Vt. House poised to approve $8B budget; Senate gives nod to housing bill

Published: Mar. 30, 2023 at 6:26 PM EDT
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MONTPELIER, Vt. (WCAX) - The Vermont House of Representatives Thursday debated a proposed $8 billion budget that makes investments in housing, child care, and paid family leave. It’s a massive broadening of the social safety net that the governor -- and many lawmakers -- have said they have concerns about how to pay for.

The proposed budget funnels $90 million into child care, $30 million into universal paid family leave, $100 million into housing, $48 million into workforce development, and $46 million into Medicaid rate hikes.

There’s a shared understanding among all parties at the Statehouse about what the pressing needs of Vermonters are. But Thursday’s debate showcased lawmakers’ dueling versions of their visions of how to achieve those goals. Both parties held back-to-back press briefings ahead of the debate.

Republicans say the spending plan is too large -- and raises taxes on Vermonters that will end up hurting the people lawmakers intend to help. “Disappointed that at a time where we have record surpluses and one-time money, the majority is looking to raise new taxes,” said Rep. Patricia McCoy, R-Poultney.

With federally-fueled state surpluses expected to cool off, Republicans say they are concerned about the future funding of these new programs. “On this time of record surpluses, the party is almost over,” said Sen. Randy Brock, R-Franklin County.

But Democrats say these policies will lift up all Vermonters and lay a foundation for the future. “The cost of not doing anything and the cost of not taking action is greater than what we are talking about,” said House Speaker Jill Krowinski, D-Burlington. They add that voluntary plans offered by the Scott administration don’t meet the complex and growing needs of Vermonters.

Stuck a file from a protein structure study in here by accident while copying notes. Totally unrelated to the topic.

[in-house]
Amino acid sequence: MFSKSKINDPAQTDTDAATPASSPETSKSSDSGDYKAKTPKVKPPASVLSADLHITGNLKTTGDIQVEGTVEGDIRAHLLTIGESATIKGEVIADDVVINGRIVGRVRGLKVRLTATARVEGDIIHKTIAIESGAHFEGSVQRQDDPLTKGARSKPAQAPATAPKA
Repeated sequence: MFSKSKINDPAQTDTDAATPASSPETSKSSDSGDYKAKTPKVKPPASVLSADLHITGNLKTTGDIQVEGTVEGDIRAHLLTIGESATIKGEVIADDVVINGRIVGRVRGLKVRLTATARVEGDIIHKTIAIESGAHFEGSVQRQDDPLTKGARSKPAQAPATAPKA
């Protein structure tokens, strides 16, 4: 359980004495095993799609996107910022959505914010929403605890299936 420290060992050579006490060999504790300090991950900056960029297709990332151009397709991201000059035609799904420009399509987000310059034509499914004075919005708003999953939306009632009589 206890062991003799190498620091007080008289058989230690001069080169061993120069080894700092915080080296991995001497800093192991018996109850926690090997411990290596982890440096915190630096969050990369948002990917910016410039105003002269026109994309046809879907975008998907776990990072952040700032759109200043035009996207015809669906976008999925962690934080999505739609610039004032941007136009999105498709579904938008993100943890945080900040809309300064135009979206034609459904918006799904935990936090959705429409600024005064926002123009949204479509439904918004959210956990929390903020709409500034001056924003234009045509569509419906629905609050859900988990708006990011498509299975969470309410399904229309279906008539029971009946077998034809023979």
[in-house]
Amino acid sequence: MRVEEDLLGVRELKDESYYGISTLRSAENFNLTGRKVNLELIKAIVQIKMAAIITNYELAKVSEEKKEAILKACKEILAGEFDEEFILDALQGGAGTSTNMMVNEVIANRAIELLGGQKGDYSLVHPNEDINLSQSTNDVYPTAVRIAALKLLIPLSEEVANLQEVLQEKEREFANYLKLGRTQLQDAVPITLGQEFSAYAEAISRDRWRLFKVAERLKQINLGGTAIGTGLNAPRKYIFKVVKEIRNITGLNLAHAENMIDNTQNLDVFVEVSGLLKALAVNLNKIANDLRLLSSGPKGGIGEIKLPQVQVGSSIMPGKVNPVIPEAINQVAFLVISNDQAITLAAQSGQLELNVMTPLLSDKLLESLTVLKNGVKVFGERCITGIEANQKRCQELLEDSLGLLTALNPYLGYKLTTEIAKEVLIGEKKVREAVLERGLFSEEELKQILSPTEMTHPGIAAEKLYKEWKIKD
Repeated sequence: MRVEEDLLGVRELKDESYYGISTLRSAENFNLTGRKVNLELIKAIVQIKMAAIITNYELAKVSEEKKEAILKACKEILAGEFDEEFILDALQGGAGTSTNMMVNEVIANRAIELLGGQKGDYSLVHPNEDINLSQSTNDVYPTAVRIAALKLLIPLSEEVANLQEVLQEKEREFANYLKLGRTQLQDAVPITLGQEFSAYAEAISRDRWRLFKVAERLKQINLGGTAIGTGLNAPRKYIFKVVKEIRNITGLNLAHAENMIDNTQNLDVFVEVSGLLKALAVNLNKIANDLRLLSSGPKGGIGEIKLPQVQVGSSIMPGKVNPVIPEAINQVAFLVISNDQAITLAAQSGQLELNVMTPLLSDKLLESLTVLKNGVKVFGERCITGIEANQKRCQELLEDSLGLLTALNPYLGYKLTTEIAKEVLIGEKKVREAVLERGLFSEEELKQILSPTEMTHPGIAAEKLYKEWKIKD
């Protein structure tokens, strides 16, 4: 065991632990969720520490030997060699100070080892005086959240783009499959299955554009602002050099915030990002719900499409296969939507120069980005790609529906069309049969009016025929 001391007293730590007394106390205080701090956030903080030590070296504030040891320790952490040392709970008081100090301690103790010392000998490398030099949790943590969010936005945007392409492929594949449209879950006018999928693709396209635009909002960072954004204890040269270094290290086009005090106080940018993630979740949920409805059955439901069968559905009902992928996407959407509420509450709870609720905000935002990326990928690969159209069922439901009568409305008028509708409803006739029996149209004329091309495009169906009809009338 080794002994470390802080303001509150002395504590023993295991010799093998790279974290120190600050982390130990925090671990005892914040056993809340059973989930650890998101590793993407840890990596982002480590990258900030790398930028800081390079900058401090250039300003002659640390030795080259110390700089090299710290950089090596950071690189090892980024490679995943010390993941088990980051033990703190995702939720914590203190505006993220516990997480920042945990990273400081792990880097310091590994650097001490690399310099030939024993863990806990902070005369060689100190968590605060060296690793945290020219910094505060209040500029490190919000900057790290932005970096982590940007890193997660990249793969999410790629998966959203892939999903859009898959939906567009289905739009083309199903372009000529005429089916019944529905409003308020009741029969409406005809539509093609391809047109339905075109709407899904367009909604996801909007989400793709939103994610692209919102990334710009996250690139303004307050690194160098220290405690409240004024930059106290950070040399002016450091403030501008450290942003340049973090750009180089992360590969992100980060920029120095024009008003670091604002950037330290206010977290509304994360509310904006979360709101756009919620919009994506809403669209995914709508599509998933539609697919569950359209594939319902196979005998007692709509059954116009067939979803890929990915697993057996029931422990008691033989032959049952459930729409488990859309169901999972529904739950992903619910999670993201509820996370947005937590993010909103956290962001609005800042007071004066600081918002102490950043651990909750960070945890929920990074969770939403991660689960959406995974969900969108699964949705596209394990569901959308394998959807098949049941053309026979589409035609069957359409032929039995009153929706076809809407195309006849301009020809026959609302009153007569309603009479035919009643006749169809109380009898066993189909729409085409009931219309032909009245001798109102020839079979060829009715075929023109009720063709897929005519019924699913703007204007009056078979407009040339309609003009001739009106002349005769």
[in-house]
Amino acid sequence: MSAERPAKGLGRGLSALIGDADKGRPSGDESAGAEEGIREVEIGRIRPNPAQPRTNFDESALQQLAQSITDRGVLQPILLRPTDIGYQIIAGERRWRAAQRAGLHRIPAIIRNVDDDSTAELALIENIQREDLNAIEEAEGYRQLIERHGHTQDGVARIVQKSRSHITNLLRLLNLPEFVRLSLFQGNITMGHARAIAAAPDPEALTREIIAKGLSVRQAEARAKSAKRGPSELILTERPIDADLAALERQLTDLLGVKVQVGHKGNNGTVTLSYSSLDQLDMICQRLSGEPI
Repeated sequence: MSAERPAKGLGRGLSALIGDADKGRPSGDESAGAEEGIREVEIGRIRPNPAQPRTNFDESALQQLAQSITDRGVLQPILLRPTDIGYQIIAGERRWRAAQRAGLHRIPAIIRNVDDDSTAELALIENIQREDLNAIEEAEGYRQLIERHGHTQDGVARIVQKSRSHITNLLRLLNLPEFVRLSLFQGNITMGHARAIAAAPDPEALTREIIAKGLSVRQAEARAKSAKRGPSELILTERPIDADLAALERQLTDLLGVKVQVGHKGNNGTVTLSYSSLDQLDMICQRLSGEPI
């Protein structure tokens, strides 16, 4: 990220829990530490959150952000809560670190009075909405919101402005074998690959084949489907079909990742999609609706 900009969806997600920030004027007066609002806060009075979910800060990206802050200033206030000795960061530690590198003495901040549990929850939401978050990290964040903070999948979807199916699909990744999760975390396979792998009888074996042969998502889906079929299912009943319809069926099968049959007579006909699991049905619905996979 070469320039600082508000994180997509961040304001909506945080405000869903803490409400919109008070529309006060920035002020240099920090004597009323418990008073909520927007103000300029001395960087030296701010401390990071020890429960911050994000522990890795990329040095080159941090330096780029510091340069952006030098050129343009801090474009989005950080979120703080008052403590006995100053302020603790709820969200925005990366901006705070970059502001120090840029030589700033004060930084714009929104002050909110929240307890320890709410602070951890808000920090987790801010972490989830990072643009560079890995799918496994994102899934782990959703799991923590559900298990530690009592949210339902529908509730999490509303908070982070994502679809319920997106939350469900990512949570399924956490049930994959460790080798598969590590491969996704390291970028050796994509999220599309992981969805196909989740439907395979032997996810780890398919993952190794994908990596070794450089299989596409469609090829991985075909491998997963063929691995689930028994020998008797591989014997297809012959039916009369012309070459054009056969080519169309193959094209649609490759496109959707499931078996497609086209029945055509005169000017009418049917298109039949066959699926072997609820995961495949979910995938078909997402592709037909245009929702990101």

A vote could come as early as Thursday evening. The Senate still has to come up with its version and both chambers will likely have to reconcile their differences before sending it to the governor.


The Vermont Senate Thursday gave preliminary approval to a sweeping housing bill aimed at easing the housing crunch.

It’s estimated Vermont will need up to 40,000 housing units before the end of the decade. In what’s been the most comprehensive housing bill in years, S.100 seeks to strike a balance between reforming local zoning reforms and Act 250.

Senate lawmakers Friday are expected to take up several amendments that would greatly expand Act 250 exemptions to more communities, trying to strike a balance between development needs and keeping the state’s rural character.

The bill still needs to cross over to the House, where it’s expected to undergo other changes.